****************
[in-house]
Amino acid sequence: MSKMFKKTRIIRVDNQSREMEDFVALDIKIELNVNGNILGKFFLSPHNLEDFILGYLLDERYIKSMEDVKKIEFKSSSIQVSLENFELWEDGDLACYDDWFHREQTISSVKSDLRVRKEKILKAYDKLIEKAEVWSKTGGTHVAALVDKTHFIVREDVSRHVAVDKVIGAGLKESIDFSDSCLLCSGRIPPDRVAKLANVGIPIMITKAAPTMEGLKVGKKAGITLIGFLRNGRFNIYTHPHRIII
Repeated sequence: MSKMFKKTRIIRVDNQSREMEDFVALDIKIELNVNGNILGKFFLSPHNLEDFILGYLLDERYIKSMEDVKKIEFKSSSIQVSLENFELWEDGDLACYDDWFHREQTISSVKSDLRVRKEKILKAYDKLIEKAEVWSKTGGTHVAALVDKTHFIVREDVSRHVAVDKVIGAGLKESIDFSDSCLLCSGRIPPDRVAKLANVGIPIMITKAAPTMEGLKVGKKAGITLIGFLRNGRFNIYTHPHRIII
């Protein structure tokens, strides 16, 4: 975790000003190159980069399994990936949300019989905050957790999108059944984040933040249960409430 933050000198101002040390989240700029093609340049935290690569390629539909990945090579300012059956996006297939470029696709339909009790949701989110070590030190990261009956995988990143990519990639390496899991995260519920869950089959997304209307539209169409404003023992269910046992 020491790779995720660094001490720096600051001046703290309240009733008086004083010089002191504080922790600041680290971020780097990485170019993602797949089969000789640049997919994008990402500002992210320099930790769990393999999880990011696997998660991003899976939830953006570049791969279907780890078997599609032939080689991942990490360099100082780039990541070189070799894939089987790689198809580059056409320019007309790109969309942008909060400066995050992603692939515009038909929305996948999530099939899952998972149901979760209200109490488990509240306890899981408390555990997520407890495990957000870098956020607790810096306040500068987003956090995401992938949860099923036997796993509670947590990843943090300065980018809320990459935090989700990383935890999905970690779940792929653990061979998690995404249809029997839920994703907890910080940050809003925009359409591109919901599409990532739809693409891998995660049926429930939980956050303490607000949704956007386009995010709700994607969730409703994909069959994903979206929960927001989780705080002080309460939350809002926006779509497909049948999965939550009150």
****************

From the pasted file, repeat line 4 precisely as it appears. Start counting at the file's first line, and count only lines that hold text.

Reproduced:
């Protein structure tokens, strides 16, 4: 975790000003190159980069399994990936949300019989905050957790999108059944984040933040249960409430 933050000198101002040390989240700029093609340049935290690569390629539909990945090579300012059956996006297939470029696709339909009790949701989110070590030190990261009956995988990143990519990639390496899991995260519920869950089959997304209307539209169409404003023992269910046992 020491790779995720660094001490720096600051001046703290309240009733008086004083010089002191504080922790600041680290971020780097990485170019993602797949089969000789640049997919994008990402500002992210320099930790769990393999999880990011696997998660991003899976939830953006570049791969279907780890078997599609032939080689991942990490360099100082780039990541070189070799894939089987790689198809580059056409320019007309790109969309942008909060400066995050992603692939515009038909929305996948999530099939899952998972149901979760209200109490488990509240306890899981408390555990997520407890495990957000870098956020607790810096306040500068987003956090995401992938949860099923036997796993509670947590990843943090300065980018809320990459935090989700990383935890999905970690779940792929653990061979998690995404249809029997839920994703907890910080940050809003925009359409591109919901599409990532739809693409891998995660049926429930939980956050303490607000949704956007386009995010709700994607969730409703994909069959994903979206929960927001989780705080002080309460939350809002926006779509497909049948999965939550009150």